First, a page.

So, Has Handedness Changed at All?

Sometimes I just like to mess around with data to see if I find something. Today was one of those days. Two years ago, Perri Klass wrote in The New York Times, “The percentage of left-handers in the population seems to be relatively constant, at 10 percent. And this goes back to studies of cave paintings, looking at which hands hunters are using to hold their spears, and to archaeological analyses of ancient artifacts.”

So I wanted to figure out whether handedness had changed at all in baseball. Are there more southpaws or switch-hitters in baseball now than there used to be a decade ago, or half a century ago?

I took a look at all seasons from 1920 to 2012, and took a look at every player active in baseball in each season: just lefties and righties among pitchers, but including switch-hitters among batters. (I wasn’t able to include Pat Venditte.)

Among pitchers, you can see that the proportion of lefties climbed from the 1930s through the 1960s, but in the expansion era, it has remained pretty stable at about 78 percent righty, 22 percent lefty. (The absolute minimum was in 1939, when just 16.3 percent of pitchers were lefties.)


The post-1970 average has been 78.5 percent righty, 21.5 percent lefty; the average of 2011-2012 was 78.6 percent righty, 21.4 percent lefty. Like I said, stable.

So what has it been like for the hitters? A bit more volatile. Switch-hitting was on a steady rise from the 1930s to the 1980s, finally tailing off in recent years. Judging by the fact that both righties and lefties were downward-sloping from about 1930 to 1990, it seems that both natural lefties and natural righties were becoming switch-hitters.

That makes some sense, considering the stability in the proportions of pitchers of each handedness. (If a lot more lefties started coming into baseball at a certain point, you wouldn’t expect as many natural right-handed hitters to start switch-hitting.)


So, what does this tell us? The rough proportion of lefties and righties is still pretty similar to what it was 90 years ago, and the proportion of lefty pitchers in baseball is about twice as high as it is in the population.

It’s a bit harder to tell when it comes to batting, because there are so many people who either switch-hit or hit with a different hand than they throw with, like Rickey Henderson, or Randy Johnson, or youth hockey-playing Canadians like Justin Morneau or Corey Koskie.

Evolutionary selection for lefties is clearly stronger in baseball than it is in nature. Scientists are still trying to figure out the reasons for lefties’ low relative prevalence in nature.

But it’s obvious why they exist in baseball. I mean, just look at Jamie Moyer.

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Alex is a writer for FanGraphs and The Hardball Times, and is a product manager for The Washington Post. Follow him on Twitter @alexremington.

33 Responses to “So, Has Handedness Changed at All?”

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  1. Marty says:

    Yes, but how many of those lefty batters do everything else righty? I know that I throw better lefty, but am right-handed dominant with everything else.

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  2. David says:

    Greg Harris is angry you didn’t give him a special purple dot in 1986!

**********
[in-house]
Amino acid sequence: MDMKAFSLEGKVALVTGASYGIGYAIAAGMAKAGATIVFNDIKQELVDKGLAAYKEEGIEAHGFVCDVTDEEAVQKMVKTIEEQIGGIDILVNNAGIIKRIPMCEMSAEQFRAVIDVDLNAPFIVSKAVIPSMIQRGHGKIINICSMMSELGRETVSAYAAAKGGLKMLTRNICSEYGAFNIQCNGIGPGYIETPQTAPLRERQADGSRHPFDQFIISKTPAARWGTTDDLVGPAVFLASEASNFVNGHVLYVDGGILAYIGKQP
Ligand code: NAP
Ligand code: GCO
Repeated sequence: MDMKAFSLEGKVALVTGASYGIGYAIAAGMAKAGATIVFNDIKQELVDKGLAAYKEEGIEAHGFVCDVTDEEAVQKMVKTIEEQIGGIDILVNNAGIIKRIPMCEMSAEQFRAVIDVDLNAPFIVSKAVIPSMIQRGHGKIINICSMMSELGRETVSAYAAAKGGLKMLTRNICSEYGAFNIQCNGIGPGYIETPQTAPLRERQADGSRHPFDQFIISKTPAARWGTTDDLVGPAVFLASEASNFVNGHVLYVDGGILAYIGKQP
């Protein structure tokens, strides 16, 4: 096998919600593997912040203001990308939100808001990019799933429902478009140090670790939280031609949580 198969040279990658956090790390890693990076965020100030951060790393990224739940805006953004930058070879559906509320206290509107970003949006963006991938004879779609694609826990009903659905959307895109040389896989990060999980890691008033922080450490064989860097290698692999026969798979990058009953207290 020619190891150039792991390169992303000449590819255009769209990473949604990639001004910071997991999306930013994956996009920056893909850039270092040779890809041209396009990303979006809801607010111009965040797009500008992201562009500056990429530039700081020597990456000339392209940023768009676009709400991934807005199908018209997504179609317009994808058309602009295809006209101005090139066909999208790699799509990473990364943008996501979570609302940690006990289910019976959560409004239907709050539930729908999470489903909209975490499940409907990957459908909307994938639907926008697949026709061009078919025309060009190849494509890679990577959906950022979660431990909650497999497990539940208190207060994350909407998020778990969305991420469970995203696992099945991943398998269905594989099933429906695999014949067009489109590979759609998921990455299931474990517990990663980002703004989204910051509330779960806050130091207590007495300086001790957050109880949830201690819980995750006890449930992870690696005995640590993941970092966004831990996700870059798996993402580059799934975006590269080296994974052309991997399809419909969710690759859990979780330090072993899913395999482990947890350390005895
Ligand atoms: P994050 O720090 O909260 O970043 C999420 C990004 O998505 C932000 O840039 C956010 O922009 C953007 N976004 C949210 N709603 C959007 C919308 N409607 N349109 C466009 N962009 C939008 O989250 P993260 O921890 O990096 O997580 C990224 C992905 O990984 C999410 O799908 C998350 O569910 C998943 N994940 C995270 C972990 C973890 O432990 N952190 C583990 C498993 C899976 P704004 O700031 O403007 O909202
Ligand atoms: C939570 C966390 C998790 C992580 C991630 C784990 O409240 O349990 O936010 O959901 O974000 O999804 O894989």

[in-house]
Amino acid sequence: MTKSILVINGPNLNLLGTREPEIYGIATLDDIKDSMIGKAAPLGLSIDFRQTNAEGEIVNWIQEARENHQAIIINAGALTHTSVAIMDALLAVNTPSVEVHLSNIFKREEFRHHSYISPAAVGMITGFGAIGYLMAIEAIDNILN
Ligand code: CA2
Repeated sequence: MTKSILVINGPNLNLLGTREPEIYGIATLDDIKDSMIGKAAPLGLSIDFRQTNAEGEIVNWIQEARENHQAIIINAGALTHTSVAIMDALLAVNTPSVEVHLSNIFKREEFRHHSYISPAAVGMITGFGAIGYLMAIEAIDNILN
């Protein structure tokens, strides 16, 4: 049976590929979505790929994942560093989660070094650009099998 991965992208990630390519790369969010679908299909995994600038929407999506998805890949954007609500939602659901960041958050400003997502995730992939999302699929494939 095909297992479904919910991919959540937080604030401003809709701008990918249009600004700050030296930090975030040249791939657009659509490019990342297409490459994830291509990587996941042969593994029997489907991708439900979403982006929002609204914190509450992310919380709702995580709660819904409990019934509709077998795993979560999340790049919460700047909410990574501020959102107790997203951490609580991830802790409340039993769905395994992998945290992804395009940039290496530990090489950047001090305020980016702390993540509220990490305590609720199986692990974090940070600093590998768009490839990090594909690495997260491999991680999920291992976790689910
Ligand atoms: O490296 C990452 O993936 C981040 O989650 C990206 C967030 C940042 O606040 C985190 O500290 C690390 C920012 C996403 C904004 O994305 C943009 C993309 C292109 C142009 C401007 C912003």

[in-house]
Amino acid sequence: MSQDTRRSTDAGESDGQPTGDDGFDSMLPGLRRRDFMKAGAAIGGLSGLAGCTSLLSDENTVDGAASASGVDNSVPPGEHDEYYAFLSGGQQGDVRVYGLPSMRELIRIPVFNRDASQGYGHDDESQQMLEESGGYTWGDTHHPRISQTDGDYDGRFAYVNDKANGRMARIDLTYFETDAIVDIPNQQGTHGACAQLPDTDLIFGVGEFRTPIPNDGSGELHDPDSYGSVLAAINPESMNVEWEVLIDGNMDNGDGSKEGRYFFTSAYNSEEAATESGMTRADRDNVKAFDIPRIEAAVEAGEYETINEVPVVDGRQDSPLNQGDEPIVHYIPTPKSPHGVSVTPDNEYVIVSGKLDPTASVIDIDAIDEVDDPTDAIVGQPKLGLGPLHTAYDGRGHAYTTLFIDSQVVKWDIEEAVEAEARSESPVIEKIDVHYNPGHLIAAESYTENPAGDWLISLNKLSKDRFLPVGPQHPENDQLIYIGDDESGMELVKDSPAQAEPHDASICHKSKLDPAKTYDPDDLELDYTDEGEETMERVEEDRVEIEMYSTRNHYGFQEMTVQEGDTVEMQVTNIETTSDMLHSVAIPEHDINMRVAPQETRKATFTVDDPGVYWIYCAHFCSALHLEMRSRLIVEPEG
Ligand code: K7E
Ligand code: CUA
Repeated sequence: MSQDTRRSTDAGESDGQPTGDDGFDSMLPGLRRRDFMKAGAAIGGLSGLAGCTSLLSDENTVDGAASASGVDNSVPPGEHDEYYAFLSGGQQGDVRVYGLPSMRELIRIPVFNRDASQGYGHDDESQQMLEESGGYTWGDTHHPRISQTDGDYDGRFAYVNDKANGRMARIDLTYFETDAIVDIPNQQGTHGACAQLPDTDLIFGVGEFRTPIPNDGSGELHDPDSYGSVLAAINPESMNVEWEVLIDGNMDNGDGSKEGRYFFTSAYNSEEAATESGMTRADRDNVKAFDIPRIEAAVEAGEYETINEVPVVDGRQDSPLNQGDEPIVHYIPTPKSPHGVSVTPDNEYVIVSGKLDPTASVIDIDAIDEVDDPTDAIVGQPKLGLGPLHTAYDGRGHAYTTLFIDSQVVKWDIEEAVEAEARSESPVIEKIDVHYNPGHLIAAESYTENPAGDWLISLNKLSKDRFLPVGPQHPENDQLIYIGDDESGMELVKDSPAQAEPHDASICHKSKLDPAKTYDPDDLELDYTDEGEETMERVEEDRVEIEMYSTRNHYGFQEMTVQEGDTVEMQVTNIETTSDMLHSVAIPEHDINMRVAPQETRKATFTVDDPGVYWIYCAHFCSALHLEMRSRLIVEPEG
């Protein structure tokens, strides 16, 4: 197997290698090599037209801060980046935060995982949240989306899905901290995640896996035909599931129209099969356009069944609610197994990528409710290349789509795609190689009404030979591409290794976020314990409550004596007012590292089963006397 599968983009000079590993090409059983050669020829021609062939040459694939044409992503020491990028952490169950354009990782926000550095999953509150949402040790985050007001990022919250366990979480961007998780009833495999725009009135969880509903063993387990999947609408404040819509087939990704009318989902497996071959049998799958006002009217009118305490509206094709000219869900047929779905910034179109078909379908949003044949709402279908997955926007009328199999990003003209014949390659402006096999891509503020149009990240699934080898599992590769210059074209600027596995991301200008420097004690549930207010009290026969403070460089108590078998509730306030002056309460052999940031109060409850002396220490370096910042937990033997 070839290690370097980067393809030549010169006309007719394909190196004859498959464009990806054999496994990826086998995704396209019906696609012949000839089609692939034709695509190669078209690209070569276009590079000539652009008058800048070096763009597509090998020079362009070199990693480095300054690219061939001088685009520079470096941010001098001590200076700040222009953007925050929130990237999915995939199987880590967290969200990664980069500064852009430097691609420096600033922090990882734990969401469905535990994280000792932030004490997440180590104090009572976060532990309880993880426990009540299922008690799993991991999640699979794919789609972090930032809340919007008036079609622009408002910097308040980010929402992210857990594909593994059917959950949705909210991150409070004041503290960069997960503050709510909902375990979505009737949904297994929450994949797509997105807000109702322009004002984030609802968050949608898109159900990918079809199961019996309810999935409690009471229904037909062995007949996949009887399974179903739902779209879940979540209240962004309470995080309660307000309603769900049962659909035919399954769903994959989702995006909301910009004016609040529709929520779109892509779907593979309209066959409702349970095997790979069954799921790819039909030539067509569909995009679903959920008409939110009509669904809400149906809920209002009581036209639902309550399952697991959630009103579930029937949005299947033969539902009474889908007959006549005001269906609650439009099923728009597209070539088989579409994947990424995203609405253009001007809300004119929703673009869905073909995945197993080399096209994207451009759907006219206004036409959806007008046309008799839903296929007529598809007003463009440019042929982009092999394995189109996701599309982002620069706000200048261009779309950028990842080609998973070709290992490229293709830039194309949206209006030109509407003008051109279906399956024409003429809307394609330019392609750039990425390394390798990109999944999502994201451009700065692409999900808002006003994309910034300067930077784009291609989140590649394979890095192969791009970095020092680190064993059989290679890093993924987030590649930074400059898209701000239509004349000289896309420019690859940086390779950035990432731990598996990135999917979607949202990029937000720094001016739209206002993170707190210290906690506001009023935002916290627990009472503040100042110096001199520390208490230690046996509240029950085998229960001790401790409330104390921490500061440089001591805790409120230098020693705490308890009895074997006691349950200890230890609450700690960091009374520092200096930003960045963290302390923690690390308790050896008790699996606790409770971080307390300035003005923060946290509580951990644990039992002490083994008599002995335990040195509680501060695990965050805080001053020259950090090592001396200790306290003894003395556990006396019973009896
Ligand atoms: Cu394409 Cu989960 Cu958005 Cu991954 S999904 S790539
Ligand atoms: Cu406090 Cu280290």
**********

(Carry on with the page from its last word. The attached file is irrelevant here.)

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    • Oh, cool — I actually didn’t know about Greg Harris! I should mention that, among the batters, there were two uncoded data points in 1925 and 1926. I’m not sure who it is, but it is very possible that it is the same person.

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  3. Matt says:

    Nice. Surprised I hadn’t seen something like this before.

    I’ve always wondered why left-handed pitchers seem to be able to get by with weaker stuff. Maybe that’s a perception thing and not reality, but if it’s true it’s a little counterintuitive, since they’re giving away the platoon advantage much more than right-handed pitchers.

    The only thing that could make it make sense is if everyone, including RHBs, is worse against a lefty relative to an equally-stuffed righty.

    What does make sense is that you see a lot more left-handed hitters who have a particular problem hitting against same sided pitching. With the population of RHPs so high, almost all RHBs who make it have to be able to hit them. But LHBs can fake their way through by killing RHPs as they climb the ladder.

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  4. Luis Matos says:

    “Has handedness changed at all?” is a perfectly fine title by itself.

    I like the article though.

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  5. byron says:

    It’s been explained to me, but I’m still mystified by the hockey-related hits left throws right phenomenon. I played hockey from 6 and older, and played baseball from 7-10 (and wish I’d kept with it). I did it all right handed because why wouldn’t I?

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    • Llewdor says:

      Fundamentally, it’s because Canadian kids are taught to hold the stick like that. Why they’re taught that doesn’t really matter, but that they are is why they tend to bat left-handed.

      The reason Canadian kids are taught to hold the stick with their dominant hand at the top is to grant better puck control. If you think about it, aside from slapshots, the lower hand isn’t doing anything other than acting as a fulcrum, so why would you waste your dominant hand there?

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      • Jon L. says: